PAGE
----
In rodents, voluntary exercise is almost always measured by use of wheels. This makes running wheels the tool of choice in research on the effects of exercise and voluntary activity on metabolism, obesity, and pain.
The neurotransmitter systems involved in wheel-running behavior have received considerable study. Recent evidence suggests that changes in both dopaminergic and serotonergic tone alter running-wheel activity. For example, one study in mice has shown that several antidepressant medications (all of which directly or indirectly enhance serotonergic tone) suppress running-wheel activity without suppressing general locomotion. The endocannabinoid system also contributes to wheel running in a sex-specific manner in rodents. Mice from lines that have been selectively bred for high levels of voluntary wheel running have altered responsiveness to drugs that alter dopamine and endocannabinoid signalling, and enlarged midbrains.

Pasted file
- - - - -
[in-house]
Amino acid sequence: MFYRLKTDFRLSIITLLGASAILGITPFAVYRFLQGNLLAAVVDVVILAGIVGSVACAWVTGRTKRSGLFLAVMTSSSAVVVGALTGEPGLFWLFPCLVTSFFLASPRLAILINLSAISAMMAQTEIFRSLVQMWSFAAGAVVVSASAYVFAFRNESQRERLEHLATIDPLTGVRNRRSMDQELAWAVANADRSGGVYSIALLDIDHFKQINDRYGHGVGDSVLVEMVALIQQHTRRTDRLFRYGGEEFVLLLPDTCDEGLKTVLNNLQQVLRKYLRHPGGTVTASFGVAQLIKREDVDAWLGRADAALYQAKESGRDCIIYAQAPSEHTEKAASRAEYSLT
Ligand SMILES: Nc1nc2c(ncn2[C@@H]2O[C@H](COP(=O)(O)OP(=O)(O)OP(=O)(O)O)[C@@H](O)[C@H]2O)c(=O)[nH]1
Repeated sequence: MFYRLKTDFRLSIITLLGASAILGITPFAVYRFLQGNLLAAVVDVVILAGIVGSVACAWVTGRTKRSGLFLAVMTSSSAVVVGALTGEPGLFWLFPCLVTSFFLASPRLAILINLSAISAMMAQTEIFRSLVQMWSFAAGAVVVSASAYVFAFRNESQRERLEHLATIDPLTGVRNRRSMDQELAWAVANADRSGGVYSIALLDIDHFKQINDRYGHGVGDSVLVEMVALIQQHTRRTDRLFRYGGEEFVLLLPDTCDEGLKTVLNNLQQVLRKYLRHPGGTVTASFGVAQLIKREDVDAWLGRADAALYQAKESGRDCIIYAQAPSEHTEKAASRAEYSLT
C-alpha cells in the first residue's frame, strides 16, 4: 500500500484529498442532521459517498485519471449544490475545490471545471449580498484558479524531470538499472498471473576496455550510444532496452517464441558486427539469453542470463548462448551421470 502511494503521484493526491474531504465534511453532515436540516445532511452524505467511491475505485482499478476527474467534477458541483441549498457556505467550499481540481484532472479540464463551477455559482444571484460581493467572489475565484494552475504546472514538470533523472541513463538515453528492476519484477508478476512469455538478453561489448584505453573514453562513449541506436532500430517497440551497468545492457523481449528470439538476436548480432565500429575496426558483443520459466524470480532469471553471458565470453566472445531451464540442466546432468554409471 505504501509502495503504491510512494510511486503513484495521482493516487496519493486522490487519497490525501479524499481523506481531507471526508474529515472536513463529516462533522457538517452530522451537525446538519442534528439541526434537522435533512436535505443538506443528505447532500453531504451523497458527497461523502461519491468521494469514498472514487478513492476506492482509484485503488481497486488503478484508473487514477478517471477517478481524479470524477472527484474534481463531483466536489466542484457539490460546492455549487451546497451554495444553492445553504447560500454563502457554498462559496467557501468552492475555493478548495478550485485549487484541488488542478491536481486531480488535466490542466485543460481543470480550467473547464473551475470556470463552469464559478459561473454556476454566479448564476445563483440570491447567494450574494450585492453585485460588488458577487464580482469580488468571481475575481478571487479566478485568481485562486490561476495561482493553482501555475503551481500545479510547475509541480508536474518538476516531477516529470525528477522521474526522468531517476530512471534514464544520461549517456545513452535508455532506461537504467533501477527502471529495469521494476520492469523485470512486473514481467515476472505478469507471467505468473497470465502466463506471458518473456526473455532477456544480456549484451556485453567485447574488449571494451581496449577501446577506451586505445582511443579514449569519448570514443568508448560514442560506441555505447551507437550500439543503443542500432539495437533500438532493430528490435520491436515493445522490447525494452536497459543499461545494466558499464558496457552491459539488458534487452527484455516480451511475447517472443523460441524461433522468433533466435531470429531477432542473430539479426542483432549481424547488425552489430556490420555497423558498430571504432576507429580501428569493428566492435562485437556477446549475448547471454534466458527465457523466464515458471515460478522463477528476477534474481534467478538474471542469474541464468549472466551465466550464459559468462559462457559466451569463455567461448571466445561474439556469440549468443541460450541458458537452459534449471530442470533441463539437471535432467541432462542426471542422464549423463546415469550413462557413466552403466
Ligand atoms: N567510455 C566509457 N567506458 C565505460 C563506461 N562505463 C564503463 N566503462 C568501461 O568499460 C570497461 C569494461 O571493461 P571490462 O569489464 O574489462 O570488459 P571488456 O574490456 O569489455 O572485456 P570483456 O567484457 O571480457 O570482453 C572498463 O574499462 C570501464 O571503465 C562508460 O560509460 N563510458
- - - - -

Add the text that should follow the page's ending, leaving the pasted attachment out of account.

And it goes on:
A related exercise device, the hamster ball, is a hollow plastic ball into which a pet can be temporarily placed. The ball allows the pet to freely roll around on the floor to explore and exercise, while preventing escape.
A related exercise device is the running disc. This is a rotatable shallow bowl, or slightly concave disc, which is set an angle to the horizontal. Some commercial refuges for caged rodents have a disc mounted on the roof at a slight angle. The rodents run on the rim of the disc in a similar way to running in hamster wheels.
- Los Angeles Times, 9 Oct. 1949, p. B20/4 (advt.), referenced in Oxford English Dictionary, Draft Additions, Sep. 2007, under entry “Hamster.”